See the * Git wikipedia entry for a good description.
Git is distributed: every developer has a copy of the whole project and its history, this doubles as backup as well as makes operations super fast since you don't need to go through network.
Git is about tracking changes to a set of files in a directory tree, in a way that preserves the history of all changes in a robust way. Git is optimized for fast operation even on very large source repositories, and for distributed operations. 3 main principles of git are: 1) git is fully distributed - every repository has the complete history (record of every change set, and the state of the full source tree for every single commit) Each repository operates in a completely local and standalone fashion. No network operations are required (e.g. communicating with a master server) in order to carry out operations. 2) git supports fast branching - git intrinsically support lightweight branching, which promotes speculative or experimental development. Git allows easy separation of in-progress work from production work., 3) git has powerful changeset management - git has very flexible changeset editing and easy merging from other repositories. With Git you can go back in history and edit commits, delete them, reorder or even merge lots of commits into a single commit for publishing. You can do fine-grained changeset management (i.e. the ability to commit only a portion of the modifications in the current checked-out tree). Also, Git has strong support for tracking other repositories (including multiple repositories) with the ability to merge from multiple sources easily, and to merge only some of the commits from a particular source (cherry-picking).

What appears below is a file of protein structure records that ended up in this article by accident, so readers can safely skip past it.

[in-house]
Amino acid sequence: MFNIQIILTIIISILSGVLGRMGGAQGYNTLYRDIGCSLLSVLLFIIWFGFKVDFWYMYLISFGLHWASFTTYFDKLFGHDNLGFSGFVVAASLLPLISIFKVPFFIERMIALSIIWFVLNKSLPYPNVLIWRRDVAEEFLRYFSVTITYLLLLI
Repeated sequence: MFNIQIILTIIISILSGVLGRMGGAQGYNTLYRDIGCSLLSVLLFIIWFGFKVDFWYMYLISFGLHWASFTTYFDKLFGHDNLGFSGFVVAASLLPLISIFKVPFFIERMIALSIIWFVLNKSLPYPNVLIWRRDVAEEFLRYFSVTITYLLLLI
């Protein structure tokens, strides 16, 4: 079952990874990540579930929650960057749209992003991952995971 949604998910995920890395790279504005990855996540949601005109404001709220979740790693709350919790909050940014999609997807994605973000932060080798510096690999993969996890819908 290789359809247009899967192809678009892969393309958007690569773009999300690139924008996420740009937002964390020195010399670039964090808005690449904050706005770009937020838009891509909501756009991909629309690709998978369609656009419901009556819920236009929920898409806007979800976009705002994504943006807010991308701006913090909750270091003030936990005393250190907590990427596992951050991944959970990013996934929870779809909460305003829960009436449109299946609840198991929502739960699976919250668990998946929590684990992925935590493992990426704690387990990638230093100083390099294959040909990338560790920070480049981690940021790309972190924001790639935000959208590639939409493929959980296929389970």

- GIT project home page: http://git-scm.org/
- Pro Git Book (online, free of cost)
- This is a great book with lots of diagrams explaining how git works internally. It is highly recommended to read this when getting started with Git.
- The Git Community Book
- Git online manpages
- Git cheat sheet
- Git Magic (very comprehensive Guide)
- Git ready - learn git one commit at a time
- Git for beginners: The definitive practical guide
Kernel development with Git
- Kernel Development with Git
- Kernel Hackers' Guide to Git
- Linux: Debugging with 'git bisect'
- Git Guide for Linux Wireless Users and Developers
- Google Tech Talk: Linus' Torvalds on Git
- This talk is a basic introduction to the motivations for git (including the history around Linus' use of bitkeeper), and mostly about what git is not (not CVS, not subversion). This talks includes discussion of aspects of git that are different from other version control systems, and why this is important. Warning: Linus has a jovial, apparently arrogant sense of humor, that some find mildly offensive.
- Pratical Guide to Using Git, a tutorial given by the very experienced kernel developer James Bottomley at the Ottawa Linux Symposium 2008
- This talk has probably the best discussion of practical use of git, and explanation of how git works internally, that I've seen. I highly recommend following along hands-on with his examples. This talk helped me understand merges much better
- Google Tech Talk: Git: a brief introduction by Randal Schwartz
- This is a very good introduction to git, giving a complementary talk about what git is and what it does at a technical level.
If you are new to git, I highly recommend
Help for people coming from other systems
- GIT for SVN users: http://git.or.cz/course/svn.html
These sites provide (free) hosting services for git-based projects:
Git tips and tricks
Here are a few tips and tricks about git:
* git has extremely cheap branching and merging * git has relatively slow performance on 'git blame' * You can see the history of a sub-area of a project, with a command like the following: * gitk v2.6.30.. kernel/debug * this shows only the commits since v2.6.30 (a tag), and only for the files under kernel/debug
See also Tims Git Notes